Q: Why is it so hard for me to accept criticism? I feel like it will help me grow, but I never want to listen once it is being said. Is there something I can do to change this about myself?
A: Harvard professors Douglas Stone and Sheila Heen argue that we “swim in an ocean of feedback” throughout our lives. As children, we get hundreds of grades each year; as young adults, we hear about our strengths and weaknesses in shidduchim, and we have performance evaluations throughout our personal lives and careers.
In their book, Thanks for the Feedback: The Science and Art of Receiving Feedback Well (Even When It’s Off-Base, Unfair, Poorly Delivered, and Frankly, You are not in the Mood), Stone and Heen note that when we give feedback, we notice that the receiver isn’t good at receiving it. Conversely, when we receive feedback, we notice that the giver isn’t good at giving it. They wondered what made feedback so difficult. And, they realized that the key player is not the giver, but the receiver. Therefore, they created a book whose primary purpose is to give you an understanding of why getting feedback is so hard. They also provide readers with some tools to help them recognize, digest, and grow from that any kind of feedback (unwanted and unwarranted included).
You might think that there are multiple ways that things can go wrong with feedback, but Stone and Heen have identified three specific triggers:
Truth Triggers. We can be thrown off by the content of the feedback itself. If it is off, impractical or false, we can feel frustrated and wronged.
Relationship Triggers. This trigger is generated by the person giving you the feedback. You might feel that the person has no expertise or authority in that subject and should not be addressing you, or you might feel that you deserve better than to be criticized by that person. In these instances, our focus shifts from the information being relayed to the person who is giving it.
Identity Triggers. Identity triggers focus on us. They don’t focus on the substance of the feedback or the person who is giving it. Instead, they cause us to rethink who we are. We feel unsure of ourselves – and feel threatened and off balance.
Q: Is confidence really so important? What’s the point?
A: Picture this: there are children in a room, competing in a contest of who can build the best tower. The judge walks in. He walks around the room, examining the towers, and then chooses the winner. The child who wins stands tall, chest out, grinning at those around him. The children who did not win look away, some might try to speak but their voices will crack. Others might knock their towers over.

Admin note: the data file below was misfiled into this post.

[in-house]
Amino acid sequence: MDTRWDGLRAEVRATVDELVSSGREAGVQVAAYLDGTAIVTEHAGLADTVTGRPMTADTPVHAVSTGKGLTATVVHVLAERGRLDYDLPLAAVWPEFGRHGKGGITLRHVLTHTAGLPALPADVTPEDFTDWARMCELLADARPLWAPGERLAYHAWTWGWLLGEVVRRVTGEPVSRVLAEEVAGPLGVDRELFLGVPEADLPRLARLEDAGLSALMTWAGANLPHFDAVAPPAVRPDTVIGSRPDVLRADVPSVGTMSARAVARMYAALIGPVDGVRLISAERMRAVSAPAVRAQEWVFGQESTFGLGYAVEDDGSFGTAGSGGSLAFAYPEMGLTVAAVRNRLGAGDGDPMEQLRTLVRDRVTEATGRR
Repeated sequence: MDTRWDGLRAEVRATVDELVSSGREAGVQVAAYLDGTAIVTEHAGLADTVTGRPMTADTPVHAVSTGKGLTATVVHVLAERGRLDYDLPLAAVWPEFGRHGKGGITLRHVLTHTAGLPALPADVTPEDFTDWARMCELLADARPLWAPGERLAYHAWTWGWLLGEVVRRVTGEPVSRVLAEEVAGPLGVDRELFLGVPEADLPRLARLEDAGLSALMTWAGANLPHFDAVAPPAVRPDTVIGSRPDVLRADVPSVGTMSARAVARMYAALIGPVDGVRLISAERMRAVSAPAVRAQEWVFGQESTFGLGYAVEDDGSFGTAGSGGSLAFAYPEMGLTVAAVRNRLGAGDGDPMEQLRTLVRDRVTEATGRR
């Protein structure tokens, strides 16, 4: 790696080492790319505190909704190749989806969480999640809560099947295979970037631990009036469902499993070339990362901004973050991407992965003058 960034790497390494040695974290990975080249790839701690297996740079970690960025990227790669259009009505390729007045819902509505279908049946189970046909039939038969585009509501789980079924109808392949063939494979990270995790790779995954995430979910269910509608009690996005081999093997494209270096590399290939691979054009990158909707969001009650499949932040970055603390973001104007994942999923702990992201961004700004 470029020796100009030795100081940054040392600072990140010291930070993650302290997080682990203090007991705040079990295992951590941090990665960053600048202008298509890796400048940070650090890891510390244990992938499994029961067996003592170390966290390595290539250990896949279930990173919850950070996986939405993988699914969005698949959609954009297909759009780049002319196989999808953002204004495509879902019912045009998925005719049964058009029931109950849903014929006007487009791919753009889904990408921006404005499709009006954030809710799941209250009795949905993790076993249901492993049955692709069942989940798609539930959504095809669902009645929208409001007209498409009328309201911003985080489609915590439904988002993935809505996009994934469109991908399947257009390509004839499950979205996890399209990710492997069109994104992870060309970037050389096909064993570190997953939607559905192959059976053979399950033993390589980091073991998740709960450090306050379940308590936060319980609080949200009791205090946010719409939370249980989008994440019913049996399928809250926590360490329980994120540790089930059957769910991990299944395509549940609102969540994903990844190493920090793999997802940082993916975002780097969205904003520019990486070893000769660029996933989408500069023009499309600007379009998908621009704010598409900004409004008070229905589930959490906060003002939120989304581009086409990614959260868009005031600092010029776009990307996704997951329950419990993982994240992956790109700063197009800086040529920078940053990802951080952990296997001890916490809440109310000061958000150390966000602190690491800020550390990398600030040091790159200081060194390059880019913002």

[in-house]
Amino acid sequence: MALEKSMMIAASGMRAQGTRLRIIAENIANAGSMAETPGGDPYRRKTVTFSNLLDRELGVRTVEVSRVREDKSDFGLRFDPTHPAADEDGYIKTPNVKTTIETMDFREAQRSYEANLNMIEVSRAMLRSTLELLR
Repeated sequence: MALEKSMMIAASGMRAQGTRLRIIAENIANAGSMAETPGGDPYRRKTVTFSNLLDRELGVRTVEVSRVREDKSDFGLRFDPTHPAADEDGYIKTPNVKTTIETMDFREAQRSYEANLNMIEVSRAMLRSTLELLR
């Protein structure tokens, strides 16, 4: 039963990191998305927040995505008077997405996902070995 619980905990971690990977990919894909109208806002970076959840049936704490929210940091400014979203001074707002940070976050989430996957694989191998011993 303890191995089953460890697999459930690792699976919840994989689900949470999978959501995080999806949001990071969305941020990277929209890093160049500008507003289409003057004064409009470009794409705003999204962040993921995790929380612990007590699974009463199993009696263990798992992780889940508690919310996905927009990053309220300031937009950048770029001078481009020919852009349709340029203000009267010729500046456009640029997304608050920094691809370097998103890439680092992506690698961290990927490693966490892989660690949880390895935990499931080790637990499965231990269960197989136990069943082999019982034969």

Are any of the “losers” still proud of their tower? Are they proud of themselves for having participated in the contest?
In her book The Confident Child: Raising Children to Believe in Themselves, social psychologist Terri Apter describes the above situation as part of a research experiment that she conducted in graduate school. In reality, the judge was declaring the winning tower at random. The aim of the study was to observe children’s responses to success or failure. The youngest children (two- and three-year-olds) barely responded to winning or losing, but Apter remembers observing the older children as torture. Many of the “losers” were too embarrassed to even face her and others hunched over and stared at their ankles, willing their tears to go away.
Apter was heavily affected by this experience. She explains that parents fight a daily internal battle to “attain a balance between teaching children that they must do their best, and teaching them that they are ‘the best’ regardless of what they do… We do have to teach our children how to achieve, and we do have to encourage them to feel better about achieving than failing. We do have to work on their behalf – and sometimes against their inclinations – to inspire them to develop their potential. But while we do this, we risk making them feel awful about themselves. This self-defeat can consume enormous energy as a child seeks to protect herself from its blows. The child can create disguises and defenses that blind us to her real feelings and real needs. To help our children sustain that vital confidence that motivates them and fills them with hope for their future selves, we have to understand what self-esteem is. For self-esteem is the key to a child’s bright future. But what is it, and how is it maintained?”
She explains that self-esteem has a huge impact on successful development, in fact, more of an impact than intelligence or natural ability. When children believe they have value and the skills that justify this belief, they will work harder and longer at a task simply because they believe that they can do it, ensuring higher levels of performance and completion. Apter also links confidence and self-esteem to Daniel Goleman’s theory of emotional intelligence.
As Goleman writes, “Abilities such as being able to motivate oneself and persist in the face of frustrations; to control impulse and delay gratification; to regulate one’s moods and keep distress from swamping the ability to think; to empathize and to hope… And while there are those who argue that IQ cannot be changed much by experience or education, I will show that the crucial emotional competencies can indeed be learned and improved upon by children – if we bother to teach them.”
Emotional intelligence therefore grounds children as people who can interact positively with others and continue to develop even as the playing field gets more difficult and challenging.